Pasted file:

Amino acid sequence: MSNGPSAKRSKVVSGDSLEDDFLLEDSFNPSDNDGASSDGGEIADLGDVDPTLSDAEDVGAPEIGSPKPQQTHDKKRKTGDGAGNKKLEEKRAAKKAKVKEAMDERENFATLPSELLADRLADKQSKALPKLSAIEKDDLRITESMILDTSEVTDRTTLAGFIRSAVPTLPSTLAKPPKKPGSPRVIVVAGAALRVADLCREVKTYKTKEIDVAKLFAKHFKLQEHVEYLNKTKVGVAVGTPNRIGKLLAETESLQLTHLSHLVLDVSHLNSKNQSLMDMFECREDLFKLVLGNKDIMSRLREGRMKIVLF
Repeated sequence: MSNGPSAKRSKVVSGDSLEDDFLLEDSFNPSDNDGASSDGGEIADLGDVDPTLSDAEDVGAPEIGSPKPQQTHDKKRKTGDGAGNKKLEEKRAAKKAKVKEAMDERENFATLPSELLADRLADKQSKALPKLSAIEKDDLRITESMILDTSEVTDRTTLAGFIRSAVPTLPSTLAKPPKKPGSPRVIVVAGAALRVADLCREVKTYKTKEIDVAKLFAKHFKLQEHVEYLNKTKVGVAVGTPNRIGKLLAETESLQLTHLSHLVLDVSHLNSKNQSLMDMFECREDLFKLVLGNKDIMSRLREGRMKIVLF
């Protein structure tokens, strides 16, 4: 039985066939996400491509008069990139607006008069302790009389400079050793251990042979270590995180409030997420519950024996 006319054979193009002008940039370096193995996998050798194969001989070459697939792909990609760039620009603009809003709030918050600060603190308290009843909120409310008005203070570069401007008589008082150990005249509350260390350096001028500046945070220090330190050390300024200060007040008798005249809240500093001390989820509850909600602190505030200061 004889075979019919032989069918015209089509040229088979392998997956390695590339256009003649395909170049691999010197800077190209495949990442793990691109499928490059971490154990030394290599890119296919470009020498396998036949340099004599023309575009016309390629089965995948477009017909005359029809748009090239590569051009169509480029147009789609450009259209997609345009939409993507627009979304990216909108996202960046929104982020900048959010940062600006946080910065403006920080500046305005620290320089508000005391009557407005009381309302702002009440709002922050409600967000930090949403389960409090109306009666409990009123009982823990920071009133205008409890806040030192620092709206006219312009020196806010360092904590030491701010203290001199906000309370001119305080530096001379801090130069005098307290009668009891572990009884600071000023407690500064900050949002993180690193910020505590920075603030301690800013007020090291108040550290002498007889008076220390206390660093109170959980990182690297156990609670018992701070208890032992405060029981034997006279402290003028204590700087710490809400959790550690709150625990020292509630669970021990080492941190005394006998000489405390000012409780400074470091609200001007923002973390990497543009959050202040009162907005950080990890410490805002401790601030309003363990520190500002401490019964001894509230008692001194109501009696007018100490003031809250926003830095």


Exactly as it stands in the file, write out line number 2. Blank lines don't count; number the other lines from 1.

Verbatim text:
Repeated sequence: MSNGPSAKRSKVVSGDSLEDDFLLEDSFNPSDNDGASSDGGEIADLGDVDPTLSDAEDVGAPEIGSPKPQQTHDKKRKTGDGAGNKKLEEKRAAKKAKVKEAMDERENFATLPSELLADRLADKQSKALPKLSAIEKDDLRITESMILDTSEVTDRTTLAGFIRSAVPTLPSTLAKPPKKPGSPRVIVVAGAALRVADLCREVKTYKTKEIDVAKLFAKHFKLQEHVEYLNKTKVGVAVGTPNRIGKLLAETESLQLTHLSHLVLDVSHLNSKNQSLMDMFECREDLFKLVLGNKDIMSRLREGRMKIVLF